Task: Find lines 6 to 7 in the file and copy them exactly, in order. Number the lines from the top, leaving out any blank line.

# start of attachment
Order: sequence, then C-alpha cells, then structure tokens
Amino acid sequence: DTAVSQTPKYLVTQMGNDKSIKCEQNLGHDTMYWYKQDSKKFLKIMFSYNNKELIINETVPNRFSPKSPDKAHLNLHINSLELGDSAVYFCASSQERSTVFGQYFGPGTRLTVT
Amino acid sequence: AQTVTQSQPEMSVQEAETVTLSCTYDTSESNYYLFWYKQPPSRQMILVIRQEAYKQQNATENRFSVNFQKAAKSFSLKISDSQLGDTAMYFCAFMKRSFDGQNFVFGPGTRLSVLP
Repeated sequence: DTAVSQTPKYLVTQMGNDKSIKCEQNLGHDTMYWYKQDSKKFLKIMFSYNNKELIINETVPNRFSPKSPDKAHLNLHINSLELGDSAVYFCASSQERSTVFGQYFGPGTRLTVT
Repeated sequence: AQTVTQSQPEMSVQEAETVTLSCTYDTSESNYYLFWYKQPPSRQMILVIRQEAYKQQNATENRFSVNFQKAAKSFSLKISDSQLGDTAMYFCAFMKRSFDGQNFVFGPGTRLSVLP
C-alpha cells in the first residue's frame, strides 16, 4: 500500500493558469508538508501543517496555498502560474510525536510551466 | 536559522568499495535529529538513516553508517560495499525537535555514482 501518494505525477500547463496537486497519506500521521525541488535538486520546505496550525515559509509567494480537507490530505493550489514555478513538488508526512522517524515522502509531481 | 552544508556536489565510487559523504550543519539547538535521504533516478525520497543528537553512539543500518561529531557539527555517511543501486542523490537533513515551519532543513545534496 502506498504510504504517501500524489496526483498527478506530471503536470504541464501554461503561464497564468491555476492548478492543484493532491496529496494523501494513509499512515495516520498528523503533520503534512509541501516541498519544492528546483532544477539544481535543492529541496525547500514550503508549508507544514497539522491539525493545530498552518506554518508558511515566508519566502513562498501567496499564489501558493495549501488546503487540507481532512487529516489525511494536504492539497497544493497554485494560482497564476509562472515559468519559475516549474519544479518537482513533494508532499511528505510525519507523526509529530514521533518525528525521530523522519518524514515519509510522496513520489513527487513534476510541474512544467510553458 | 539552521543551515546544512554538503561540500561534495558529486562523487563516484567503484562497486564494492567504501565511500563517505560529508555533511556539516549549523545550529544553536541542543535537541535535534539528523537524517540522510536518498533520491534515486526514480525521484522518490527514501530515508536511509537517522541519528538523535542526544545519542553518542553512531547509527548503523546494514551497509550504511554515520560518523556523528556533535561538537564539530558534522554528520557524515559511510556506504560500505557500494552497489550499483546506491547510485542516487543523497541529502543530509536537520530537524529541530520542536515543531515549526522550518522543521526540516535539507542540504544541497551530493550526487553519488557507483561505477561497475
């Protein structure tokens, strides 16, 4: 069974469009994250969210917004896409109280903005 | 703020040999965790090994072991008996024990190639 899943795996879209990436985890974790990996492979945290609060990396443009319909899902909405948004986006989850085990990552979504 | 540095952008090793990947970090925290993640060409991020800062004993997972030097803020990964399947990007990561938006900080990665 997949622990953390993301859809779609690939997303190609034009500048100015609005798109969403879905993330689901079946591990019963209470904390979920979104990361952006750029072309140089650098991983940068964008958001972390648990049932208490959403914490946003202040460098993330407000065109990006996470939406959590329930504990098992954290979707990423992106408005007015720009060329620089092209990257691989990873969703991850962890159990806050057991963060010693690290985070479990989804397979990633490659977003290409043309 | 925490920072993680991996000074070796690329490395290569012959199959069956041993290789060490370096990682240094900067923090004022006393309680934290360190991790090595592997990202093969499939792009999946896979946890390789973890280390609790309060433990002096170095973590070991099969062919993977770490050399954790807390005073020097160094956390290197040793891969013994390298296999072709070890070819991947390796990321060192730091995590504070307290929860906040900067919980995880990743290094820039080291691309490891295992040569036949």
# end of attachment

C-alpha cells in the first residue's frame, strides 16, 4: 500500500493558469508538508501543517496555498502560474510525536510551466 | 536559522568499495535529529538513516553508517560495499525537535555514482 501518494505525477500547463496537486497519506500521521525541488535538486520546505496550525515559509509567494480537507490530505493550489514555478513538488508526512522517524515522502509531481 | 552544508556536489565510487559523504550543519539547538535521504533516478525520497543528537553512539543500518561529531557539527555517511543501486542523490537533513515551519532543513545534496 502506498504510504504517501500524489496526483498527478506530471503536470504541464501554461503561464497564468491555476492548478492543484493532491496529496494523501494513509499512515495516520498528523503533520503534512509541501516541498519544492528546483532544477539544481535543492529541496525547500514550503508549508507544514497539522491539525493545530498552518506554518508558511515566508519566502513562498501567496499564489501558493495549501488546503487540507481532512487529516489525511494536504492539497497544493497554485494560482497564476509562472515559468519559475516549474519544479518537482513533494508532499511528505510525519507523526509529530514521533518525528525521530523522519518524514515519509510522496513520489513527487513534476510541474512544467510553458 | 539552521543551515546544512554538503561540500561534495558529486562523487563516484567503484562497486564494492567504501565511500563517505560529508555533511556539516549549523545550529544553536541542543535537541535535534539528523537524517540522510536518498533520491534515486526514480525521484522518490527514501530515508536511509537517522541519528538523535542526544545519542553518542553512531547509527548503523546494514551497509550504511554515520560518523556523528556533535561538537564539530558534522554528520557524515559511510556506504560500505557500494552497489550499483546506491547510485542516487543523497541529502543530509536537520530537524529541530520542536515543531515549526522550518522543521526540516535539507542540504544541497551530493550526487553519488557507483561505477561497475
């Protein structure tokens, strides 16, 4: 069974469009994250969210917004896409109280903005 | 703020040999965790090994072991008996024990190639 899943795996879209990436985890974790990996492979945290609060990396443009319909899902909405948004986006989850085990990552979504 | 540095952008090793990947970090925290993640060409991020800062004993997972030097803020990964399947990007990561938006900080990665 997949622990953390993301859809779609690939997303190609034009500048100015609005798109969403879905993330689901079946591990019963209470904390979920979104990361952006750029072309140089650098991983940068964008958001972390648990049932208490959403914490946003202040460098993330407000065109990006996470939406959590329930504990098992954290979707990423992106408005007015720009060329620089092209990257691989990873969703991850962890159990806050057991963060010693690290985070479990989804397979990633490659977003290409043309 | 925490920072993680991996000074070796690329490395290569012959199959069956041993290789060490370096990682240094900067923090004022006393309680934290360190991790090595592997990202093969499939792009999946896979946890390789973890280390609790309060433990002096170095973590070991099969062919993977770490050399954790807390005073020097160094956390290197040793891969013994390298296999072709070890070819991947390796990321060192730091995590504070307290929860906040900067919980995880990743290094820039080291691309490891295992040569036949």